The center she directs just landed two of the 11 grants awarded by the Department of Homeland Security's Federal Emergency Management Agency (FEMA) through their FY 2008 Competitive Training Grants program. DHS awarded just over $27 million to a variety of private and public sector agencies that will develop and deliver innovative training programs that address high priority national homeland security training needs.
The two grants awarded to the center total almost $5 million and will support two major national training programs, both designed to promote agro-security and food safety in the United States.
The first will support a program leading to the development of national credentialing standards for emergency public and private sector based emergency responders working with animal related disasters that involve multi-state jurisdictions.
The second will lead to the development of effective information sharing networks between law enforcement, public safety agencies, and the private sector on the importation and transportation of food and animal feed in the United States.
The fact that she has established a program of such sweeping credibility and productivity in six quick years in Knoxville speaks of Thompson's extraordinary capacity and drive to make a difference in the world through her work.
Following her graduation from Harvard University with a degree in biology, Thompson entered the VMRCVM where she began work leading to her DVM degree. She recalls being a big fan of the college's "block" curriculum system, because it enabled her to "intensely focus in on one topic for a period of time."
A summer experience working in Kenya as a DVM student also piqued her interest in international work, but she never realized back then that she would one day find herself working as a senior Food & Drug Administration official on issues ranging from international trade agreements to food safety and antimicrobial resistance.
"The great thing about having a DVM is that it really gives you a broad perspective in comparative medicine and that's why I think I've been so successful," she said. "I understand how that animal health issue connects to that human health issue."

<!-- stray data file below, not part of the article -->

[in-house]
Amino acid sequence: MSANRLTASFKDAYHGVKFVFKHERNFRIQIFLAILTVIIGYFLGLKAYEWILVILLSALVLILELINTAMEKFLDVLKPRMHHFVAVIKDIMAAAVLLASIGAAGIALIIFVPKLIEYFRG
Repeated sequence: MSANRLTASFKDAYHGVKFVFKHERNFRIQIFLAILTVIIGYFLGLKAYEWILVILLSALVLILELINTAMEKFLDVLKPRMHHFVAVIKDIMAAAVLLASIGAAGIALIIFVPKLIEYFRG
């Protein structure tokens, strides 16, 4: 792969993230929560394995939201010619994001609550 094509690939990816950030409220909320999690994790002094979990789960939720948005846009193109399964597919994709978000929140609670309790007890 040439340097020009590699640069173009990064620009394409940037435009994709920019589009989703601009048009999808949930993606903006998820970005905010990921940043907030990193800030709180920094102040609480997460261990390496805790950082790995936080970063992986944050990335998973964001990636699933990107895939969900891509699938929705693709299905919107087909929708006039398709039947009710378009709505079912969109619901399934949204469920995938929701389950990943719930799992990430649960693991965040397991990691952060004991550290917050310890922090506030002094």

She worked in private practice for three years before deciding to pursue her interests in public practice. "At that point in time, I learned that the FDA was actively recruiting veterinarians," she recalled.
She applied to both the FDA and the USDA and ended up accepting her first post as a veterinary medical officer in the FDA Center for Veterinary Medicine's Division of Surveillance, an appointment that also had her working with VMRCVM students that were rotating through the FDA-CVM through instructional activities associated with the Center for Public and Corporate Veterinary Medicine.
From there, Thompson moved rapidly through the ranks, adding a number of international program assignments to her portfolio, and ultimately served as associate director for veterinary medical and international affairs for the FDA-CVM and Department of Health and Human Services liaison with the Joint Institute for Food Safety Research.
"At a certain point in my career I decided that I was really interested in food safety issues and so I strategically started to really focus on that," she said.
In 2002, she was recruited by Dr. Michael Blackwell, who was at that time dean of the University of Tennessee's College of Veterinary Medicine, to move to Knoxville and help the university develop a nationally prominent program in food safety.
Thompson acknowledges there has been increased awareness regarding the risks of agroterrorism in the "post-9/11" world, but she is quick to point out that preparedness means being ready to deal with a broad spectrum of risks.
"Nowadays when I talk about the issue of the vulnerability of our food supply," she said, "I don't focus necessarily only on terrorism. I also talk about the natural or economic adulteration that we see."
The current issue our country is facing with melamine adulterated food products from China is an excellent example of how contaminants can move through animal and human food production and distribution systems, she explains. Melamine contaminated pet food was ingested by some food animal species, that were in turn, consumed by humans.